The World Bank revised the global growth forecasts upward due to the need for less austerity in developed markets. A growth expansion of 3.2 percent is seen this years opposed to the original projection of 2.4 percent made in June 2013. The World Bank fprecasts the eurozone getting better and the United States leading the developed nations in expansion with growth of 2.8 percent.
In the bank’s Global Economic Prospects (GEP) report, a growth in output among high-income nations shows a “significant shift” from prior years. The report also mentioned that import demand “should help compensate for the inevitable tightening of global financial conditions that will arise as monetary policy in high-income economies is normalized.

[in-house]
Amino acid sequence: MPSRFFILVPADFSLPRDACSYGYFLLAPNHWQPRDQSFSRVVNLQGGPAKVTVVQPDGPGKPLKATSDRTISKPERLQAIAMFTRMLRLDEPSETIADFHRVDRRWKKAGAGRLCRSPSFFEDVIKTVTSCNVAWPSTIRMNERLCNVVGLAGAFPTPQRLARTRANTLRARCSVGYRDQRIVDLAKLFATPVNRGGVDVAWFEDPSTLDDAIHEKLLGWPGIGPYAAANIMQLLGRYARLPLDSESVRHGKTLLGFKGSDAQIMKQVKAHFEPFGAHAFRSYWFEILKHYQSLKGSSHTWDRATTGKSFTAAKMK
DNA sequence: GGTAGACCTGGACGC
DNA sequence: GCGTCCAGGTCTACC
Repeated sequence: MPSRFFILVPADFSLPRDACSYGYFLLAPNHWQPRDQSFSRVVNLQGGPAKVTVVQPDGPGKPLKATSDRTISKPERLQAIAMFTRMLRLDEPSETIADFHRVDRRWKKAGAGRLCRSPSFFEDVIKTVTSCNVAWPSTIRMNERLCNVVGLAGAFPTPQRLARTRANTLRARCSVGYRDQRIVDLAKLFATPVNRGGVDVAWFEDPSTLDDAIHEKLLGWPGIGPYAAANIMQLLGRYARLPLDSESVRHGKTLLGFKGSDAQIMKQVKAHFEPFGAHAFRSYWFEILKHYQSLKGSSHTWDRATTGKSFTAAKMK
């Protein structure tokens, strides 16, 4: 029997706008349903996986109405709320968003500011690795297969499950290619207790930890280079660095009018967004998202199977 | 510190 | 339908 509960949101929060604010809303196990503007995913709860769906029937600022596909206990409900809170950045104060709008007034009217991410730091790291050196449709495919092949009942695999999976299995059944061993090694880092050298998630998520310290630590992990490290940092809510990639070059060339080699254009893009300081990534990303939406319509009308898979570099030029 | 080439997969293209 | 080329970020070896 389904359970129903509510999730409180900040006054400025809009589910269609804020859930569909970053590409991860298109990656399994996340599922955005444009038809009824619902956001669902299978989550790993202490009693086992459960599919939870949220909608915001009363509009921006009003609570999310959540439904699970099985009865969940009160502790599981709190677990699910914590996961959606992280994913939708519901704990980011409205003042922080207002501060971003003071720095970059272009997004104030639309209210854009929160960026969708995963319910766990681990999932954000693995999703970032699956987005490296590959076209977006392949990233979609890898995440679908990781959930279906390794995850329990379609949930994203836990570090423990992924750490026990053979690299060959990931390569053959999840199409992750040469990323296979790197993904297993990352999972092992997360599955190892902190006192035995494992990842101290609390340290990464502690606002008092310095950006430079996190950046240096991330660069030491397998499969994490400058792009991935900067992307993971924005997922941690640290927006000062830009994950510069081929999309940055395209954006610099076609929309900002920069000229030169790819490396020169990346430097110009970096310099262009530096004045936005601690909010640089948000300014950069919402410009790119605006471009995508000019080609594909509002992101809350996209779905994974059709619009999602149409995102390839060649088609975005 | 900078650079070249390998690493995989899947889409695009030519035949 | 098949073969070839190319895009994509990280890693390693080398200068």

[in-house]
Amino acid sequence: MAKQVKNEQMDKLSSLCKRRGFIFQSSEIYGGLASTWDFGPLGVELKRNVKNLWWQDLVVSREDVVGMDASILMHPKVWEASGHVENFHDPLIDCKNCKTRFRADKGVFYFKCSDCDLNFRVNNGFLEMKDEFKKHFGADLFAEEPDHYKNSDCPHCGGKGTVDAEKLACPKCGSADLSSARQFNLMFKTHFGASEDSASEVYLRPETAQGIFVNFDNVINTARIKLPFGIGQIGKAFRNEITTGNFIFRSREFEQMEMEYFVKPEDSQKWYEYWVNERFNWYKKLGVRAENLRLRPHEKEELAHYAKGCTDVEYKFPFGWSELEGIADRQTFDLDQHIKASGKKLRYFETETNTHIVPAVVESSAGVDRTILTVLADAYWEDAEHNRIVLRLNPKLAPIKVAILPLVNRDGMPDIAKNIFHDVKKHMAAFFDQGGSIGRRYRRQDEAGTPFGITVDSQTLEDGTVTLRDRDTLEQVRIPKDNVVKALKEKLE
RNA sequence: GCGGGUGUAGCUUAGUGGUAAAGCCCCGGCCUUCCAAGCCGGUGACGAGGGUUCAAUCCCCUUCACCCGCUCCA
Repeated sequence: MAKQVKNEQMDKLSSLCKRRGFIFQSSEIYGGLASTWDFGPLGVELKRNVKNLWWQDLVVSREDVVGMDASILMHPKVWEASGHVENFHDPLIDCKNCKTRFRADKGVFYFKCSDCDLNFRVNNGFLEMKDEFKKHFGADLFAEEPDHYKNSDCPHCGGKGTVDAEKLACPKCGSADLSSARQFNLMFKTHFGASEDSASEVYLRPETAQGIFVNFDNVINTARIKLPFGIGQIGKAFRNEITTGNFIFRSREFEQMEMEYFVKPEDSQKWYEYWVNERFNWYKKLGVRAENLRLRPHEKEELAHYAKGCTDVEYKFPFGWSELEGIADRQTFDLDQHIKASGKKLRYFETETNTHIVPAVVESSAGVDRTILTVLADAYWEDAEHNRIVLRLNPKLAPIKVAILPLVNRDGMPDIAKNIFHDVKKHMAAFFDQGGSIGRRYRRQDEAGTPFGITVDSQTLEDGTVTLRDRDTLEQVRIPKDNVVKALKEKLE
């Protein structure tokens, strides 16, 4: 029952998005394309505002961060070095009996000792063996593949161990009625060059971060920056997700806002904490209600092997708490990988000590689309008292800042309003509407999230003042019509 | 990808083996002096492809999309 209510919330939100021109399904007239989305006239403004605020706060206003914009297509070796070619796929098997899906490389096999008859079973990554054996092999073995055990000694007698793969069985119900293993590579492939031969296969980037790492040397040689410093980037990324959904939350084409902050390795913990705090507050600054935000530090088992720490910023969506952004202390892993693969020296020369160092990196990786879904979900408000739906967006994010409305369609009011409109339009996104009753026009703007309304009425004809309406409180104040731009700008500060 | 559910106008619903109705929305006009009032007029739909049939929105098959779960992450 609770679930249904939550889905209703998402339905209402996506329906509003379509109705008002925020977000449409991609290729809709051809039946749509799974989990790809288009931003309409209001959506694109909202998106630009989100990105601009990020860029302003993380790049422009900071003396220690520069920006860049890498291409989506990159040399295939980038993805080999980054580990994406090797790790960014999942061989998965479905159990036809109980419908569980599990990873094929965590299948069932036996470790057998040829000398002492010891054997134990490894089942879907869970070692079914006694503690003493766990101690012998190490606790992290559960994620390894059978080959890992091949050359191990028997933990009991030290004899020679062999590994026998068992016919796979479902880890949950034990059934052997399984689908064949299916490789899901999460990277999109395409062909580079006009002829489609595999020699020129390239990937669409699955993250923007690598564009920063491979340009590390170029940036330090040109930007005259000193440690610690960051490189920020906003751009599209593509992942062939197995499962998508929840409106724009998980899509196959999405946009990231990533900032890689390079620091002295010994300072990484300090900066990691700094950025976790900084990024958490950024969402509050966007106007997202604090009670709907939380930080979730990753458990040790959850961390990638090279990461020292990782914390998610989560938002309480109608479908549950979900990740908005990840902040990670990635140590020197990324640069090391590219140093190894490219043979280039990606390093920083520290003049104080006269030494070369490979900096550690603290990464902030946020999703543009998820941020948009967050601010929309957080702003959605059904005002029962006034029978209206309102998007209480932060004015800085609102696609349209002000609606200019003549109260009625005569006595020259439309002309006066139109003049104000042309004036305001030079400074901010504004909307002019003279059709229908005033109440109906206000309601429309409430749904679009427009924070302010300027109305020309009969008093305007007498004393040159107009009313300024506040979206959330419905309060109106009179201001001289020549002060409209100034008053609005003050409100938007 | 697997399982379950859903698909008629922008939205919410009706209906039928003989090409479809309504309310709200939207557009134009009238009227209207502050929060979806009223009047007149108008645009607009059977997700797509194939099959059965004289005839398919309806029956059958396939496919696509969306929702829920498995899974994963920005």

Unfortunately, the World Bank sees uncertainty in the emerging markets as monetary stimulus is reigned in. This will likely increase interest rates, which will negatively impact these countries. Investors, most likely, will limit their risk asset exposure and allocate more capital to treasuries. Emerging markets seen harsh effects when the Federal Reserve first discussed their unwinding of stimulus; some markets have recovered, some have not. The GEP report’s lead author, Andrew Burns, said ““if interest rates rise too rapidly, capital flows to developing countries could fall by 50 percent or more for several months — potentially provoking a crisis in some of the more vulnerable economies.”